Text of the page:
Tall Tales: The Pen Man

Catron Courier - - Front Page - By Sam “Sweet Wa­ter” Sav­age As al­ways, these sto­ries were ex­pe­ri­enced by me, told to me in person, or sub­mit­ted by read­ers of this pa­per. I sim­ply re-tell the sto­ries, fill­ing in some of the de­tails, and don’t make any judg­ments as to how true they are. H

Ball­point pens, foun­tain pens, cheap and ex­pen­sive pens—Henry loved them all. He had a col­lec­tion of thou­sands. He was of­ten asked where this ob­ses­sion came from, and he’d tell the story of his past as a poor im­mi­grant. Henry ate food do­nated by his church, and wore his fa­ther’s hand-me-downs.

Dur­ing par­tic­u­larly dif­fi­cult times Henry’s mother would pull out her most prized pos­ses­sion—a solid gold foun­tain pen that glimmered like sun­beams. It had been a gift her grand­mother had re­ceived for be­ing the first woman to grad­u­ate as a med­i­cal doc­tor. Her ini­tials “VL” were en­graved on it. That pen cheered the fam­ily be­cause it re­minded every­one that pros­per­ity was not that far off. Henry fig­ured this is where his love for pens be­gan.

Henry’s mother and fa­ther had died years ago. The pen had been lost. But Henry and his sis­ter, Su­san, had started their own fam­i­lies. Henry had be­come suc­cess­ful and had two lit­tle girls. One Christ­mas, his sis­ter per­suaded him to fly to his home town to visit her. As typ­i­cal with hol­i­day plans, this one was frenzied. He was to cel­e­brate an early Christ­mas with his sis­ter, and fly back on De­cem­ber 24 to cel­e­brate with his own fam­ily.

On his flight, Henry opened a magazine and an ar­ti­cle en­ti­tled “The Pen Man” caught his eye. The story told of a home­less man who hap­pened to live in Henry’s home town. The man was a wel­come part of the com­mu­nity; he would go into lo­cal banks, real-es­tate of­fices, and other busi­nesses and of­fer to dis­trib­ute the give-away pens. On the street cor­ner, he held a sign that said “Work­ing Pens.” He would test each pen to make sure it wrote per­fectly, and any­one who’d drop a few coins would get a pen. He also of­fered a guar­an­tee. “If you lose that pen, or it stops, come back and I’ll give you a re­place­ment. Free!”

With the money he made he could af­ford to shower and wear clean clothes. His smile and friendly na­ture made the big­gest dif­fer­ence. He was a plea­sure to be around. Even the busi­nesses liked him be­cause he brought then at­ten­tion and new cus­tomers.

Henry wished he could find the time on this trip to track down and share his pas­sion for pens with the Pen Man, but his sched­ule was too tight.

Henry en­joyed his time vis­it­ing his sis­ter and his twoyear-old nephew, but he was ready to get home. He had just enough time to pack his things and get the last air­port shuttle to get him to his flight. He plunked down his bag on the side­walk at the shuttle stop and took a deep breath. He felt eyes were upon him, and turned to see an old man with a wide smile and spark­ing eyes star­ing at him. The man held in his hands a dented tin cup and a card­board sign that read “Work­ing Pens.”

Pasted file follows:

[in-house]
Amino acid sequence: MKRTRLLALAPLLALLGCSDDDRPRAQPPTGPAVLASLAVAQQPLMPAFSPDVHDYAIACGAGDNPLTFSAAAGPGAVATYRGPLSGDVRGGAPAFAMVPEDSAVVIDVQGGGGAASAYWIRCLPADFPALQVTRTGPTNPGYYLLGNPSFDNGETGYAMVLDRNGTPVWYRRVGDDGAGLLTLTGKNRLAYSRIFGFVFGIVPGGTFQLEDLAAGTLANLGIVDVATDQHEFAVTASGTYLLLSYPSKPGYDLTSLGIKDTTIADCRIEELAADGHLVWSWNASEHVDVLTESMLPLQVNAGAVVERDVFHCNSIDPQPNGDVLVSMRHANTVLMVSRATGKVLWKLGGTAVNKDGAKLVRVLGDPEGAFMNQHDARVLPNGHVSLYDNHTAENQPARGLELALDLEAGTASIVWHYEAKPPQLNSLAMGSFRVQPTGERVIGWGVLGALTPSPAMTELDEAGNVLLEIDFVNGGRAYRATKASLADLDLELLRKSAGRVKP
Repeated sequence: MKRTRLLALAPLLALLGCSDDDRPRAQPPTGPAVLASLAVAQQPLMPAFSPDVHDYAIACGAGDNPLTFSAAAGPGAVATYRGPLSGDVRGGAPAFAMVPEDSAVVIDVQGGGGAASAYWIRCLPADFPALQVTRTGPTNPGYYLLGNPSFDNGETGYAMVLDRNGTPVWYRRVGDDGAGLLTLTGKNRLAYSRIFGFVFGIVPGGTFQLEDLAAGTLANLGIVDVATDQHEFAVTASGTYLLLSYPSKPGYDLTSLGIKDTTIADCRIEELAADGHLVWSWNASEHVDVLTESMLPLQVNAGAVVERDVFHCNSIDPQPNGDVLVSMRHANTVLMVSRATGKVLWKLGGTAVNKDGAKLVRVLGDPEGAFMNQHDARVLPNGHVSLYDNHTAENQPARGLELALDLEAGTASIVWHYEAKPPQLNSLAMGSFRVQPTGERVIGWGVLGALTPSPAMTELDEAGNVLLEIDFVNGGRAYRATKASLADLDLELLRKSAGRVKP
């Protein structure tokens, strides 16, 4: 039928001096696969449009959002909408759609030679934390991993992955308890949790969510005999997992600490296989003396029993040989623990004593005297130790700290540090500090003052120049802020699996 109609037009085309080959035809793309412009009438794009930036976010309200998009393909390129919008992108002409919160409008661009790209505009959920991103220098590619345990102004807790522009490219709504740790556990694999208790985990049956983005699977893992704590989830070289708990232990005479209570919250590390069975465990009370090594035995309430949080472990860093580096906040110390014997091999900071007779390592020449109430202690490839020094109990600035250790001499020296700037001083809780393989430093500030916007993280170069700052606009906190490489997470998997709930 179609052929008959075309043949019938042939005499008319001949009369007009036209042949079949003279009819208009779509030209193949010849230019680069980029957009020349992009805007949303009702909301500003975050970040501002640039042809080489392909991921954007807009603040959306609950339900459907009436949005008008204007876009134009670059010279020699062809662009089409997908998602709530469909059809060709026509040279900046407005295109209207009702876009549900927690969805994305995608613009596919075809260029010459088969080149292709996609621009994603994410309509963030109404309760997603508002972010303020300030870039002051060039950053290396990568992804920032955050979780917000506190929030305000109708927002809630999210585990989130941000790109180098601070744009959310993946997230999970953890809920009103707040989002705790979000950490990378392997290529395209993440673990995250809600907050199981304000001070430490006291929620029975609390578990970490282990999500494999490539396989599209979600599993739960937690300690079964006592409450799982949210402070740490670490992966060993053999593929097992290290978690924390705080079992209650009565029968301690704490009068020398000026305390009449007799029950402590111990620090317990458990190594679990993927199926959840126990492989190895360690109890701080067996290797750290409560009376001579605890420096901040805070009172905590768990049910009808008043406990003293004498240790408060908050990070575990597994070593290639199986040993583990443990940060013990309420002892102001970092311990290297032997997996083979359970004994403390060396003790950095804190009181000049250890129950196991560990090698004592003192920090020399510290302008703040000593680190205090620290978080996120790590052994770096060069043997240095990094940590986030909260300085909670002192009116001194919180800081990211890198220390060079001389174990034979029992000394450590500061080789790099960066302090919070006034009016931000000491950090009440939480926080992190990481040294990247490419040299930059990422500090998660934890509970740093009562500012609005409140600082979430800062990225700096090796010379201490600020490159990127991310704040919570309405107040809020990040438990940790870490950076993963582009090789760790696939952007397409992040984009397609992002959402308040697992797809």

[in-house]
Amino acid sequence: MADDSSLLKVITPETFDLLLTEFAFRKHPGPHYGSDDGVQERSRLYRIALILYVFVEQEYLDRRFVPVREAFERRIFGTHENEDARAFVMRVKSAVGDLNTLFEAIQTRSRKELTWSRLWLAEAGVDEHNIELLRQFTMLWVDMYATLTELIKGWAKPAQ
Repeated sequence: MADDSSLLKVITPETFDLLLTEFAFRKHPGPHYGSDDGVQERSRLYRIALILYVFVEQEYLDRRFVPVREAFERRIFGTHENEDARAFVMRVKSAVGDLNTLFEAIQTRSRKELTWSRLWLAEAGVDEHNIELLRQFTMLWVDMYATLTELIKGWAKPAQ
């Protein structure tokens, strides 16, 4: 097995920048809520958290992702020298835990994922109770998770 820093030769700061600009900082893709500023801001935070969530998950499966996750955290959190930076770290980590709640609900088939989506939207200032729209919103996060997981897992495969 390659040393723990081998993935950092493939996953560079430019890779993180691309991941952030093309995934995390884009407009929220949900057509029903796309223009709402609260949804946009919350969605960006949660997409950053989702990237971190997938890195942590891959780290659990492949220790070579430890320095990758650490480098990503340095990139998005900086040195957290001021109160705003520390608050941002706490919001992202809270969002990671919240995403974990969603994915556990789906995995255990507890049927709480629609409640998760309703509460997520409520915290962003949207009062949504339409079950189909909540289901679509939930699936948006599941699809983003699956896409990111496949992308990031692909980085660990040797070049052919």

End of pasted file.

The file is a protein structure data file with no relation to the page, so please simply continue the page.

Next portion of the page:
Henry couldn’t be­lieve his luck! Here was the Pen Man. He glanced at his watch. The shuttle was to ar­rive any minute so he nearly ran over to the man who looked ex­actly like he did in the magazine photo. “I love pens too!” Henry said.

“Yes, son. I know,” the Pen Man re­sponded, smil­ing. “Why else would you risk miss­ing your shuttle just to talk to an old home­less man?”

That made sense to Henry; so he said, “It’s funny, pens al­ways been a sym­bol of hope for me.”

“They are full of hope. A person can write a novel with a pen, or a love note. A person can even sign a first mil­lion dol­lar con­tact with a cheap lit­tle pen.”

Henry was amazed how well spo­ken the Pen Man was, and how wise. Be­fore he could pose his next ques­tions he was in­ter­rupted by the air­port shuttle. “There’s so much more I have to say,” Henry said, as he reached into his wal­let and dropped a crisp twenty dol­lar bill in the old man’s tin cup.

The shuttle driver be­gan honk­ing. Henry turned to­ward the shuttle when the Pen Man shouted, “Wait! You for­got your Christ­mas present!” Henry froze in his tracks. Christ­mas present?

The Pen Man got up on creaky legs and walked to Henry. He reached into his jacket and pulled out a pen and handed it to him. It was a gold foun­tain pen that glimmered like sun­beams. En­graved let­ters spelled out the ini­tials “VL.” Henry was stunned. A tear streamed down his cheek. “But… how?” Henry stut­tered.

The shuttle driver honked his horn im­pa­tiently.

“Don’t you be­lieve in Christ­mas Mir­a­cles, son? You’ve grown up into quite the man, Henry.”

“Sir! I’m go­ing to have to leave you!” shouted the shuttle driver.

Henry glanced one last time into the home­less man’s sparkling eyes. He turned and ran to the shuttle.

Henry wiped away tears, hold­ing the golden pen in his hand. Who was the Pen Man? It couldn’t have been his fa­ther who had died so long ago. But how else could he have had Henry’s mother’s beloved pen? Even though he searched ev­ery day for months, he never saw another men­tion of the Pen Man. All he had was a sweet, warm feel­ing in­side, his grand­mother’s golden foun­tain pen, a mil­lion unanswered ques­tions, and the knowl­edge that he’d ex­pe­ri­enced a real-life Christ­mas mir­a­cle.

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